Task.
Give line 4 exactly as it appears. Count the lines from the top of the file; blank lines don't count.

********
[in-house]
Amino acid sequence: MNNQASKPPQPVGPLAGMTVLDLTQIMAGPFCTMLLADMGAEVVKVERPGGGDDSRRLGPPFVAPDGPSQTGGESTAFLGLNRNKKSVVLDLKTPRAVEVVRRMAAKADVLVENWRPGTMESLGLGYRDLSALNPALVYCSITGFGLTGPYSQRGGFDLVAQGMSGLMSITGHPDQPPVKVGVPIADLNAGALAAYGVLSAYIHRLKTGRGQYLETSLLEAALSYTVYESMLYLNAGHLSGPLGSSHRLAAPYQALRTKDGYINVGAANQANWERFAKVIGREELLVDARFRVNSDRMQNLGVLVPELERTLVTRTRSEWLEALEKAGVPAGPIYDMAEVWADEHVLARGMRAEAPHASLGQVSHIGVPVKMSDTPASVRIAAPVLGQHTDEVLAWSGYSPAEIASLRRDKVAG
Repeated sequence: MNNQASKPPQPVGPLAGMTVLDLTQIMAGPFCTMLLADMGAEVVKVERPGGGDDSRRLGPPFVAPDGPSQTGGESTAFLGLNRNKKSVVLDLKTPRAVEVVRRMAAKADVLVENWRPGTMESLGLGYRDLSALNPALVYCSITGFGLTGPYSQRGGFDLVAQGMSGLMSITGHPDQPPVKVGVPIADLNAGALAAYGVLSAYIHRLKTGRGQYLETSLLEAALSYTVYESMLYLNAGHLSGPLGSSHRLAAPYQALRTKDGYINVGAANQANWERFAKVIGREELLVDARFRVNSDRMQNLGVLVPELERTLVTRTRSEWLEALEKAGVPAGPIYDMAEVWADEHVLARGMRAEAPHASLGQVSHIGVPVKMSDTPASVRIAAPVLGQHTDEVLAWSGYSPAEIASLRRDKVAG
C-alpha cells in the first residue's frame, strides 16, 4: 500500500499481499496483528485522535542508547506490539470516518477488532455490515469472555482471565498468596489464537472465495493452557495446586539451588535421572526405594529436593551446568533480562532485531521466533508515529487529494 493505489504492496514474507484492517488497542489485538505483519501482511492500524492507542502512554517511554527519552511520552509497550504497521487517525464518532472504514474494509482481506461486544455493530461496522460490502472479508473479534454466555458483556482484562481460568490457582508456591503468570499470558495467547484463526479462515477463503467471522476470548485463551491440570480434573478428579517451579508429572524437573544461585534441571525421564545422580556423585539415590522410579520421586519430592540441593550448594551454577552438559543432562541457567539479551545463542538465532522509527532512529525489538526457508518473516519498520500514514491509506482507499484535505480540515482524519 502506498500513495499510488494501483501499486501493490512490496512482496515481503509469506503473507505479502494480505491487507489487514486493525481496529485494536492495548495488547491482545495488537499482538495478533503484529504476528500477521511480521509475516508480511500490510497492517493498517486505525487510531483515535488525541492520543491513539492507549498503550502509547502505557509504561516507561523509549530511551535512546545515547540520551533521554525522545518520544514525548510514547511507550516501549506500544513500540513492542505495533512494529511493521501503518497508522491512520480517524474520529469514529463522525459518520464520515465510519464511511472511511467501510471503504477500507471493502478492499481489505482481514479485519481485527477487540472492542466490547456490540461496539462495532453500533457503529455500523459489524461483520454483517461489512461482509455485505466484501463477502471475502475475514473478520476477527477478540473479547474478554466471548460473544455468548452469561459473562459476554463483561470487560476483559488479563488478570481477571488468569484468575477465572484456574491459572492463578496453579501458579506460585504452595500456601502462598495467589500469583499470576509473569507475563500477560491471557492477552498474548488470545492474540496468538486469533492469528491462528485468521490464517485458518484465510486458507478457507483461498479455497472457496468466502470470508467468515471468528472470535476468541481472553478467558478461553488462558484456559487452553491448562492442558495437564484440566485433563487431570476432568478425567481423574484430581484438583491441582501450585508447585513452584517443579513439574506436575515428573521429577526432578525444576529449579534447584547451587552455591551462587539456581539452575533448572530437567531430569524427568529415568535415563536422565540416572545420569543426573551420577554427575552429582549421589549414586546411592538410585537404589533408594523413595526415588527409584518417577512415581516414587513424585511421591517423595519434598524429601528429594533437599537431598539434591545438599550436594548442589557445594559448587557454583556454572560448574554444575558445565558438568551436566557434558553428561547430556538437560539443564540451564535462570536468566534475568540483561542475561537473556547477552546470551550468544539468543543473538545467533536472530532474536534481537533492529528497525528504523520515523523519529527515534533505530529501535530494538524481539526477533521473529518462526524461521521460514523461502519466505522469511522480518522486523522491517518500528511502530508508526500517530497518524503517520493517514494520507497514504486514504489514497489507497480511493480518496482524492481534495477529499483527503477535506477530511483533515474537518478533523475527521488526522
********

C-alpha cells in the first residue's frame, strides 16, 4: 500500500499481499496483528485522535542508547506490539470516518477488532455490515469472555482471565498468596489464537472465495493452557495446586539451588535421572526405594529436593551446568533480562532485531521466533508515529487529494 493505489504492496514474507484492517488497542489485538505483519501482511492500524492507542502512554517511554527519552511520552509497550504497521487517525464518532472504514474494509482481506461486544455493530461496522460490502472479508473479534454466555458483556482484562481460568490457582508456591503468570499470558495467547484463526479462515477463503467471522476470548485463551491440570480434573478428579517451579508429572524437573544461585534441571525421564545422580556423585539415590522410579520421586519430592540441593550448594551454577552438559543432562541457567539479551545463542538465532522509527532512529525489538526457508518473516519498520500514514491509506482507499484535505480540515482524519 502506498500513495499510488494501483501499486501493490512490496512482496515481503509469506503473507505479502494480505491487507489487514486493525481496529485494536492495548495488547491482545495488537499482538495478533503484529504476528500477521511480521509475516508480511500490510497492517493498517486505525487510531483515535488525541492520543491513539492507549498503550502509547502505557509504561516507561523509549530511551535512546545515547540520551533521554525522545518520544514525548510514547511507550516501549506500544513500540513492542505495533512494529511493521501503518497508522491512520480517524474520529469514529463522525459518520464520515465510519464511511472511511467501510471503504477500507471493502478492499481489505482481514479485519481485527477487540472492542466490547456490540461496539462495532453500533457503529455500523459489524461483520454483517461489512461482509455485505466484501463477502471475502475475514473478520476477527477478540473479547474478554466471548460473544455468548452469561459473562459476554463483561470487560476483559488479563488478570481477571488468569484468575477465572484456574491459572492463578496453579501458579506460585504452595500456601502462598495467589500469583499470576509473569507475563500477560491471557492477552498474548488470545492474540496468538486469533492469528491462528485468521490464517485458518484465510486458507478457507483461498479455497472457496468466502470470508467468515471468528472470535476468541481472553478467558478461553488462558484456559487452553491448562492442558495437564484440566485433563487431570476432568478425567481423574484430581484438583491441582501450585508447585513452584517443579513439574506436575515428573521429577526432578525444576529449579534447584547451587552455591551462587539456581539452575533448572530437567531430569524427568529415568535415563536422565540416572545420569543426573551420577554427575552429582549421589549414586546411592538410585537404589533408594523413595526415588527409584518417577512415581516414587513424585511421591517423595519434598524429601528429594533437599537431598539434591545438599550436594548442589557445594559448587557454583556454572560448574554444575558445565558438568551436566557434558553428561547430556538437560539443564540451564535462570536468566534475568540483561542475561537473556547477552546470551550468544539468543543473538545467533536472530532474536534481537533492529528497525528504523520515523523519529527515534533505530529501535530494538524481539526477533521473529518462526524461521521460514523461502519466505522469511522480518522486523522491517518500528511502530508508526500517530497518524503517520493517514494520507497514504486514504489514497489507497480511493480518496482524492481534495477529499483527503477535506477530511483533515474537518478533523475527521488526522